bronze doors were opened and the excommunicated man stepped into the
thunder-wrapt streets of the city where he no longer reigned.



CHAPTER VIII



URSULA OF ROOSELAARE

"Say I have done well for you--it seems that I must ask your thanks."

The Pope sat at a little table near the window of his private room in
the Vatican and rested his face on his hand.

Leaning against the scarlet tapestries that covered the opposite wall
was Theirry, clothed in chain mail and heavily armed.

"You think I should be grateful?" he asked in a low voice, his
beautiful eyes fixed in a half-frightened, wholly fascinated way on
the slim figure of the other.

Michael II wore a straight robe of gold-coloured silk and a skull-cap
of crimson and blue; no jewels nor any suggestion of pomp concealed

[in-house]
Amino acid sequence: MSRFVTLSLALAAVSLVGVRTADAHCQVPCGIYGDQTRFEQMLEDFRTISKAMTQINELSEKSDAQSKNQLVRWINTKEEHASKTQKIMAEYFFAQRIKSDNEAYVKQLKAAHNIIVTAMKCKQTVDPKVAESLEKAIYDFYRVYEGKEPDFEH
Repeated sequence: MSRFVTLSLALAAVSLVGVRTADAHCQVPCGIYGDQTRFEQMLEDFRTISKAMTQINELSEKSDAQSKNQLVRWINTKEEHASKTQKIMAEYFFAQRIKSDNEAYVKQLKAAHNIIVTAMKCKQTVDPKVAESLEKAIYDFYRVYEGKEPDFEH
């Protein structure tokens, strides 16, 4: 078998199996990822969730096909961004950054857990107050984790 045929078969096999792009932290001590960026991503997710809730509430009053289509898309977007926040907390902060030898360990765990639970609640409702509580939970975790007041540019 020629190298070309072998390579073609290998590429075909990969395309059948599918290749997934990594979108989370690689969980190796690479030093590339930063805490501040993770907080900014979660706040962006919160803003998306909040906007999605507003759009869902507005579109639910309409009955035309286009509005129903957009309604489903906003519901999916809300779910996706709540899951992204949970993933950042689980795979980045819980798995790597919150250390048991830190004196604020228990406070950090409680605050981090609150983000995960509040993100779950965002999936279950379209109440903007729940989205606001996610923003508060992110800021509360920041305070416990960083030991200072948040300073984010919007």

the youthfulness, almost frailty of his appearance; the red hair made
his face the paler by contrast; his full lips were highly coloured
under the darkened upper lip.

"Grateful?" he repeated, and his voice was mournful. "I think you do
not know what I have done--I have dared to cast the Emperor from his
throne--lies he not even now without the walls, defying me with a
handful of Frankish knights? Is not the excommunication on him?"

"Yea," answered Theirry. "And is it for my sake ye have done this?"

"Must you question it?" returned Michael, with a quick breath. "Yea,
for your sake, to make you, as I promised, Emperor of the West--my
vengeance had else been more quietly satisfied--" He laughed. "I have
not forgot all my magic."

Theirry winced.

"The vision in the Basilica was proof of that--what are you who can
bring back the hallowed dead to aid your schemes?"

Michael II answered softly.

"And who are you who take my aid and my friendship, and all the while
fear and loathe me?"

He moved his hand from his face and leant forward, showing a deep red